Opuntia humifusa


LM, acetolyzed

Pollen monads, size class large to very large, diameter 92-110 μm, shape sphaeroidal, polygonal, apolar, equatorial shape circular; aperturate, pantoporate; ornamentation lophate (fenestrate), lacunae hexagonal, reticulate; tectum semi-tectate. Viscin absent.


Pollination Biology:
The prickly pear has pads will break off and start new plants, which at least in the midwest is the main method of reproduction. Flowering is apparently an optional response when resources are abundant, and in many populations flowers have never been observed (Hilty 2010).
This species is visited by a variety of long-tongue and short-tongue bees. Long-tongued bees suck nectar or collect pollen, while short-tongued bees collect pollen only; the larger bees are more likely to cause cross-pollination .
Bumble bees are the main pollinators in Canada, where the species is endangered, but the flowers are also visited by three leaf-cutting bees (Megachile frigida, M. latimanus and M. texana) and one other bee species (Agapostemon splendens) (Kevan and Aiello, 2001, 2002). Cross pollination is necessary to produce viable seed, and the more visitors the more seed produced (Kevan and Aiello 2001, 2002).
The stamens move inward when touched, which may help spread pollen on a visiting insect (Schlindwein and Wittmann 1997).


Tropicos Pollen Voucher:
Yatskievych 89-147


USDA Plants – Opuntia humifusa
Illinois Wildflowers (Hilty 2010)


Species in Missouri:
Opuntia engelmannii Salm-Dyck ex Engelm.
Opuntia humifusa (Raf.) Raf.
Opuntia macrorhiza Engelm.
Opuntia polyacantha Haw.



COSEWIC. 2010. COSEWIC assessment and status report on the Eastern Prickly Pear Cactus Opuntia humifusa in Canada. Committee on the Status of Endangered Wildlife in Canada. Ottawa. x + 30 pp. (www.sararegistry.gc.ca/status/status_e.cfm).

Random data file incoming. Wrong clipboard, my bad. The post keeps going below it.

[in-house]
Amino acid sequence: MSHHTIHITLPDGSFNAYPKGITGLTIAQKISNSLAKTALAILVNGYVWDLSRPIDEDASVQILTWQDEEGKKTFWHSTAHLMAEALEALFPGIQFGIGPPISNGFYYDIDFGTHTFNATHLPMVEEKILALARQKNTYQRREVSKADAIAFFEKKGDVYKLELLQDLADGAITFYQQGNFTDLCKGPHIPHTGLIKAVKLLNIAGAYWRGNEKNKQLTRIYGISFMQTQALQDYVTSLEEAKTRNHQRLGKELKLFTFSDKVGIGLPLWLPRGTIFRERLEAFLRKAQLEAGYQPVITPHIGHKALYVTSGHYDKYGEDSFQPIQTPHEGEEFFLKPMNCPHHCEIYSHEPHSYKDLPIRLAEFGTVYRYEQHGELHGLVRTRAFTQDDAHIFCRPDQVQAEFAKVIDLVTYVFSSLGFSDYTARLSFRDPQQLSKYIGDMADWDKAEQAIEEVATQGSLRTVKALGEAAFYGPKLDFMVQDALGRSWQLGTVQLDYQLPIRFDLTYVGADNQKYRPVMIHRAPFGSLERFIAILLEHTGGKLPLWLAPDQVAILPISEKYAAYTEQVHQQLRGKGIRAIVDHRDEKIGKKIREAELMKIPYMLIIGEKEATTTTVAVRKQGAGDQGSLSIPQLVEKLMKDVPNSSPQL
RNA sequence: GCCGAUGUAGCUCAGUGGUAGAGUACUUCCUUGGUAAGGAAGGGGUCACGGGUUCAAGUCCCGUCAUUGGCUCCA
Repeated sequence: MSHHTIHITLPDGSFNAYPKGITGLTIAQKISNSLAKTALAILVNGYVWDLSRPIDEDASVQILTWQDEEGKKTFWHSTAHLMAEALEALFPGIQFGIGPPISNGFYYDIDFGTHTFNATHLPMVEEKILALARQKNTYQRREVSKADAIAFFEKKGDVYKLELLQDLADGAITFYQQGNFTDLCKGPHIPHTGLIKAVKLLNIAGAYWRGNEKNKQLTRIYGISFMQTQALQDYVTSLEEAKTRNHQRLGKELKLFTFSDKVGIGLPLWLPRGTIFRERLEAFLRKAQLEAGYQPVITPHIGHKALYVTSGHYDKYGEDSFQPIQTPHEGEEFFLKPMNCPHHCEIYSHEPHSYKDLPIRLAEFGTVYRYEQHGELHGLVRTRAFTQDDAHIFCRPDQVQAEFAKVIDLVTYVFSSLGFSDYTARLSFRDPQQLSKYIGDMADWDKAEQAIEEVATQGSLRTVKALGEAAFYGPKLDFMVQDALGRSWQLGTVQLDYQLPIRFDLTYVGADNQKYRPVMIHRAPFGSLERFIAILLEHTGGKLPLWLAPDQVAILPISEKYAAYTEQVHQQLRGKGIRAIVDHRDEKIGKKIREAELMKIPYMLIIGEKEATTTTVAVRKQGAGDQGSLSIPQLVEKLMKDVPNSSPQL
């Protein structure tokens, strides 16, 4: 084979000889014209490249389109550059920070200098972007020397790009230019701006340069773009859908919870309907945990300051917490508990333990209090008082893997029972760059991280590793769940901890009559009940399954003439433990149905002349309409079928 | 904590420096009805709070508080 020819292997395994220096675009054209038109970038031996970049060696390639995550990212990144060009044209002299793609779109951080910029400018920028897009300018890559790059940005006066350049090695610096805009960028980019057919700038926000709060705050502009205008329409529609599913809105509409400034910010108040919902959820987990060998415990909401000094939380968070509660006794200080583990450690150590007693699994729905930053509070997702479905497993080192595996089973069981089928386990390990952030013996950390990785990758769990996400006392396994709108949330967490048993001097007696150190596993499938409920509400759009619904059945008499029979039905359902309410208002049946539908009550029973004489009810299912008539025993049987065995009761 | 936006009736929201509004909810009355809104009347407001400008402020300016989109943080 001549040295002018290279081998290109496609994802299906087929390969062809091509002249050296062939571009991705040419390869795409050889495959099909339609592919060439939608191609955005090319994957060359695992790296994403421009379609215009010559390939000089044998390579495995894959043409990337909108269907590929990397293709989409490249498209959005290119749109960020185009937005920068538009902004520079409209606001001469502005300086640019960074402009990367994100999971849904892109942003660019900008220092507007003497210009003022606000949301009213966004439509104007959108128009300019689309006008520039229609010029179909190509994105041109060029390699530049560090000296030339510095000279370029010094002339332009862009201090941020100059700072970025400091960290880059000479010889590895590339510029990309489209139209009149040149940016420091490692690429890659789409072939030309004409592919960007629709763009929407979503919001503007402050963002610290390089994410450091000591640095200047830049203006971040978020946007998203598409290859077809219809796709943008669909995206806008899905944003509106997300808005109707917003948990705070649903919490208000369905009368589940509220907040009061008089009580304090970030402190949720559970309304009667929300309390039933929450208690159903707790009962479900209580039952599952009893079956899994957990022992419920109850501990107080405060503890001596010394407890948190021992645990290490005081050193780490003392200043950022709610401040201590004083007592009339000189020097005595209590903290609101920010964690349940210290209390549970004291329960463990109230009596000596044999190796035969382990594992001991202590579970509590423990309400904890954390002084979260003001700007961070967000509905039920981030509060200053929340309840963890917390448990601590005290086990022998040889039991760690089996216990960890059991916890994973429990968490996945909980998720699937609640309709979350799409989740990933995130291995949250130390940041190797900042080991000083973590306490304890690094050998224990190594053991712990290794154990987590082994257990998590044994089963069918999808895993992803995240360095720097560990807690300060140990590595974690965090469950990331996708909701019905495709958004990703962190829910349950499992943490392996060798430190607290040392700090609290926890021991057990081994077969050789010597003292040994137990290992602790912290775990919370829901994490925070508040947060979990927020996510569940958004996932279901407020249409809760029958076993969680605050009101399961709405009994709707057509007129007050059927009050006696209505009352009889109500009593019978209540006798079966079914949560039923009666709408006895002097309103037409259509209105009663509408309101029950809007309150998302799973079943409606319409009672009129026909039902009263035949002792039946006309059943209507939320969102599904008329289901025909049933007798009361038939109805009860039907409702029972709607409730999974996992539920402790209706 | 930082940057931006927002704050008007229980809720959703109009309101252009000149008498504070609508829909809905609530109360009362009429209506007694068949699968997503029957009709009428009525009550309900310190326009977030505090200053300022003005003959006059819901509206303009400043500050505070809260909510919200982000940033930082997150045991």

Davis, O.K. and R.S. Anderson. 1987. Pollen in packrat (Neotoma) middens: Pollen transport and the relationship of pollen to vegetation. Palynology. 11(1):185-198.

Doyle, J.D. 1990. Systematics of the Opuntia humifusa complex. Ph.D. Dissertation. The University of North Carolina, Chapel Hill, NC.

Hilty, J. Editor. 2010. Insect Visitors of Illinois Wildflowers. World Wide Web electronic publication. flowervisitors.info, version (04/2010).

Kevan, P.G. and R. Aiello. 2001. Reproductive Ecology and Mutualism with Opuntia humifusa, in Point Pelee National Park. Unpublished Manuscript.

Kevan, P.G. and R. Aiello. 2002. Pollination & seed set mechanisms of Opuntia humifusa, in Point Pelee National Park. Unpublished report. 10 pp.

Kevan, P.G., J.W. Boone, R. Aiello and T. Hisatomo. 2003. Fruit and Seed Dispersal biology of Opuntia humifusa, in Point Pelee National Park: Report for Field Seasons 2001, 2002 & 2003. 18 pp.

Kevan, P.G., C. Sheffield, T. Hisatomo and J. Boone. 2003. List and Notes on Ranges and Nesting Habits of the Pollinators of Opuntia humifusa, in Point Pelee National Park. pp. 1-5.

Kevan, P.G., C. Sheffield, H. Taki and J. Boone. 2004. List and Notes on Ranges and Nesting Habits of the Pollinators of Opuntia humifusa, in Point Pelee National Park. Unpublished report.

Padron B, Traveset A, Biedenweg T, Dıaz D, Nogales M, and J.M. Olesen. 2009. Impact of Alien Plant Invaders on Pollination Networks in Two Archipelagos. PLoS ONE 4(7): e6275.

Pinkava, D.J. 2003. Opuntia. In: Flora of North America Editorial Committee, eds. 1993+. Flora of North America North of Mexico. 12+ vols. New York and Oxford. Vol. 4, pp.123-148.

Schlindwein, C. and D. Wittmann. 1997. Stamen movements in flowers of Opuntia (Cactaceae). Plant Syst. Evol. 204:179-193.